A Stone’s Throw

A young girl, annoyed by being made fun of by her seven older brothers, joins in the family’s evening game of throwing stones and unintentionally shatters the sun from the sky, with obviously global consequences. Six months later, with the world constantly dark, she decides it’s up to her to fix what she’s broken—and so starts out on a quest to find all the pieces and put the sun back up in the sky.

With an enticing mixture of the seemingly mundane and the slightly scary, A Stone’s Throw is an ideal hour’s entertainment for under fives

This delightful show is simply and inventively presented, using a mixture of props, puppets and overhead projections to tell the girl’s fairy-tale adventures. An early example is the girl’s seven brothers being represented by a variety of objects you can buy in any supermarket, while she herself is a small satsuma; this echoes the bright orange coat which performers Isy Sharman and Hannah Jarrett-Scott take turns to wear as the character. Amazingly, this constant switching of the girl’s role between the two actors isn’t at all confusing; indeed, it helps keep the show lively for its younger audiences.

Like any fairy tale, there are moral messages to be found: most obviously, about the need to take responsibility for our actions, and also to look after our environment. As the girl sails with a pirate, helps a sea monster and wanders into the jungle with an absent-minded wildlife documentary filmmaker, we see a variety of all-too-human reactions to the loss of the sun—from a Blitz-spirit “adapt or die” lighthouse keeper, who keeps her light going by running on a giant wheel, to the stockbroker who insists that fragments of the sun are highly profitable.

With an enticing mixture of the seemingly mundane and the slightly scary, A Stone’s Throw is an ideal hour’s entertainment for under fives, and thankfully has at least some humour for the grown-ups too. Most importantly, however, the story’s resolution isn’t simply the wave of a magic wand; we’re reminded it will take a lot of work to put the world back together again afterwards, and that’s a lesson well worth us all remembering.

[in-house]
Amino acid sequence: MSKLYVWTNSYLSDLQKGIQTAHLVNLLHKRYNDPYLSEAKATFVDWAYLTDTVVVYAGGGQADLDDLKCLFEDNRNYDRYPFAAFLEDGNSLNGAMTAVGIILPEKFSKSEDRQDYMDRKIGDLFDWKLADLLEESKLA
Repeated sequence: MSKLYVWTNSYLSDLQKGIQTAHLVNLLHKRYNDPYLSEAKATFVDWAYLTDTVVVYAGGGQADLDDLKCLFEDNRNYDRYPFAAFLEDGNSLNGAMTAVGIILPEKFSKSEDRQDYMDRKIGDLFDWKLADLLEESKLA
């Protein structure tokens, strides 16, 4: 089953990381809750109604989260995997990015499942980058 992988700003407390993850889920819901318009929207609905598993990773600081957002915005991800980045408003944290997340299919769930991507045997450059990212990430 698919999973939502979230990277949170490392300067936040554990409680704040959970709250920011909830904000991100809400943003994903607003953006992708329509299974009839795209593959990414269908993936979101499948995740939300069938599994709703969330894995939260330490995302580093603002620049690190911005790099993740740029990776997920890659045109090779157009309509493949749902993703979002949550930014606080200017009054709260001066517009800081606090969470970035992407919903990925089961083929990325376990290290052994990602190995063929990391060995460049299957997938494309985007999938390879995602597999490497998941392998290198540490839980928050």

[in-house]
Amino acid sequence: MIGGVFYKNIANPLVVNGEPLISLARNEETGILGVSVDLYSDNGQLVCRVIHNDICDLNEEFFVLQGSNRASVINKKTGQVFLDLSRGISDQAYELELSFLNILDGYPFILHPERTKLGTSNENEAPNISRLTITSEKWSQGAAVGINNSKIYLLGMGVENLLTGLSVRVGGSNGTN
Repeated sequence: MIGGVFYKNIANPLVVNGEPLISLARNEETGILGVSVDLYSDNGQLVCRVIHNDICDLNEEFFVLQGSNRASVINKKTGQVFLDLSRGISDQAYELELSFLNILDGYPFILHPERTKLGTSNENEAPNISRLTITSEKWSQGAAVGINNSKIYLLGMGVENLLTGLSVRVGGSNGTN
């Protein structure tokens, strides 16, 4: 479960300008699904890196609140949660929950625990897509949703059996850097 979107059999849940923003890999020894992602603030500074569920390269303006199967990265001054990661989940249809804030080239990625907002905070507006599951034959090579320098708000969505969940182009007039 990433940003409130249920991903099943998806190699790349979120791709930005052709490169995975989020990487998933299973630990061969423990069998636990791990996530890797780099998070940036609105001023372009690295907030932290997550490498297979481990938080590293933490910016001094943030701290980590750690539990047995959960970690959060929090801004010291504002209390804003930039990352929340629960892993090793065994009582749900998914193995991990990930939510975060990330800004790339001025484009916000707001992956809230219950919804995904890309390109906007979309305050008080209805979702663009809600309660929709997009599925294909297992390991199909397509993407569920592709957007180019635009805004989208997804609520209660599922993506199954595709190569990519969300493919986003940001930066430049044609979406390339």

Reviews by Paul Fisher Cockburn


One of Two

Scottish Storytelling Centre

Moira in Lockdown

Laughing Horse @ Bar 50

Love and Sex on the Spectrum

Royal Lyceum Theatre

Mrs Puntila And Her Man Matti


Since you’re here…

… we have a small favour to ask. We don't want your money to support a hack's bar bill at Abattoir, but if you have a pound or two spare, we really encourage you to support a good cause. If this review has either helped you discover a gem or avoid a turkey, consider doing some good that will really make a difference.

You can donate to the charity of your choice, but if you're looking for inspiration, there are three charities we really like.

Mama Biashara
Kate Copstick’s charity, Mama Biashara, works with the poorest and most marginalised people in Kenya. They give grants to set up small, sustainable businesses that bring financial independence and security. That five quid you spend on a large glass of House White? They can save someone’s life with that. And the money for a pair of Air Jordans? Will take four women and their fifteen children away from a man who is raping them and into a new life with a moneymaking business for Mum and happiness for the kids.
Donate to Mama Biashara now

Theatre MAD
The Make A Difference Trust fights HIV & AIDS one stage at a time. Their UK and International grant-making strategy is based on five criteria that raise awareness, educate, and provide care and support for the most vulnerable in society. A host of fundraising events, including Bucket Collections, Late Night Cabarets, West End Eurovision, West End Bares and A West End Christmas continue to raise funds for projects both in the UK and Sub-Saharan Africa.
Donate to Theatre MAD now

Acting For Others
Acting for Others provides financial and emotional support to all theatre workers in times of need through the 14 member charities. During the COVID-19 crisis Acting for Others have raised over £1.7m to support theatre workers affected by the pandemic.
Donate to Acting For Others now



The Blurb

A girl knocks the sun out of the sky. As the world starts to fall apart, she embarks on a special mission to restore it back to its place in the sky. This adventures and darkly humorous theatre piece uses object manipulation, live music and storytelling to explore environmental sustainability, self-worth and our collective and individual responsibility to the planet.

Part of the Edinburgh International Science Festival 2017.

Most Popular See More

The Lion King

From £42.00

More Info

Find Tickets

The Phantom of the Opera

From £27.00

More Info

Find Tickets


From £24.00

More Info

Find Tickets

Mamma Mia!

From £18.00

More Info

Find Tickets

Matilda the Musical

From £24.00

More Info

Find Tickets

The Book of Mormon

From £24.00

More Info

Find Tickets